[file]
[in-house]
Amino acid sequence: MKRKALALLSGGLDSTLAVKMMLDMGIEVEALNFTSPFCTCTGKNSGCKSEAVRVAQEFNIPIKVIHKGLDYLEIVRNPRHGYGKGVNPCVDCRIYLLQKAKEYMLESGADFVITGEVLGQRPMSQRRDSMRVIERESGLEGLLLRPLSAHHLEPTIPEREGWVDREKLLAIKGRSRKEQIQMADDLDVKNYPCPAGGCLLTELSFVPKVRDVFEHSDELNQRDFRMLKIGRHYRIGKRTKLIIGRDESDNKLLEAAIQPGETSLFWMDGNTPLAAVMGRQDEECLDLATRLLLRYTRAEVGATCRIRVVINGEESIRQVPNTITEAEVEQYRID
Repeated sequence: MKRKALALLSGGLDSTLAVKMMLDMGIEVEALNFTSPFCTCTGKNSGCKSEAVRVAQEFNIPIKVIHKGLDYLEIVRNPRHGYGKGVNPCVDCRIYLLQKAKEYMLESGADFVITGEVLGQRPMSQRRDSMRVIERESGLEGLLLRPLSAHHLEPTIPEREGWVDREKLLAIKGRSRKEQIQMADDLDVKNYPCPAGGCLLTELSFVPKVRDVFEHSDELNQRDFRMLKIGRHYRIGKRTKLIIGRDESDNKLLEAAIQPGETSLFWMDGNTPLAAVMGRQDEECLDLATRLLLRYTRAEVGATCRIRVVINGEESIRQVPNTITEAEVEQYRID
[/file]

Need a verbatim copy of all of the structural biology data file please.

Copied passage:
[in-house]
Amino acid sequence: MKRKALALLSGGLDSTLAVKMMLDMGIEVEALNFTSPFCTCTGKNSGCKSEAVRVAQEFNIPIKVIHKGLDYLEIVRNPRHGYGKGVNPCVDCRIYLLQKAKEYMLESGADFVITGEVLGQRPMSQRRDSMRVIERESGLEGLLLRPLSAHHLEPTIPEREGWVDREKLLAIKGRSRKEQIQMADDLDVKNYPCPAGGCLLTELSFVPKVRDVFEHSDELNQRDFRMLKIGRHYRIGKRTKLIIGRDESDNKLLEAAIQPGETSLFWMDGNTPLAAVMGRQDEECLDLATRLLLRYTRAEVGATCRIRVVINGEESIRQVPNTITEAEVEQYRID
Repeated sequence: MKRKALALLSGGLDSTLAVKMMLDMGIEVEALNFTSPFCTCTGKNSGCKSEAVRVAQEFNIPIKVIHKGLDYLEIVRNPRHGYGKGVNPCVDCRIYLLQKAKEYMLESGADFVITGEVLGQRPMSQRRDSMRVIERESGLEGLLLRPLSAHHLEPTIPEREGWVDREKLLAIKGRSRKEQIQMADDLDVKNYPCPAGGCLLTELSFVPKVRDVFEHSDELNQRDFRMLKIGRHYRIGKRTKLIIGRDESDNKLLEAAIQPGETSLFWMDGNTPLAAVMGRQDEECLDLATRLLLRYTRAEVGATCRIRVVINGEESIRQVPNTITEAEVEQYRID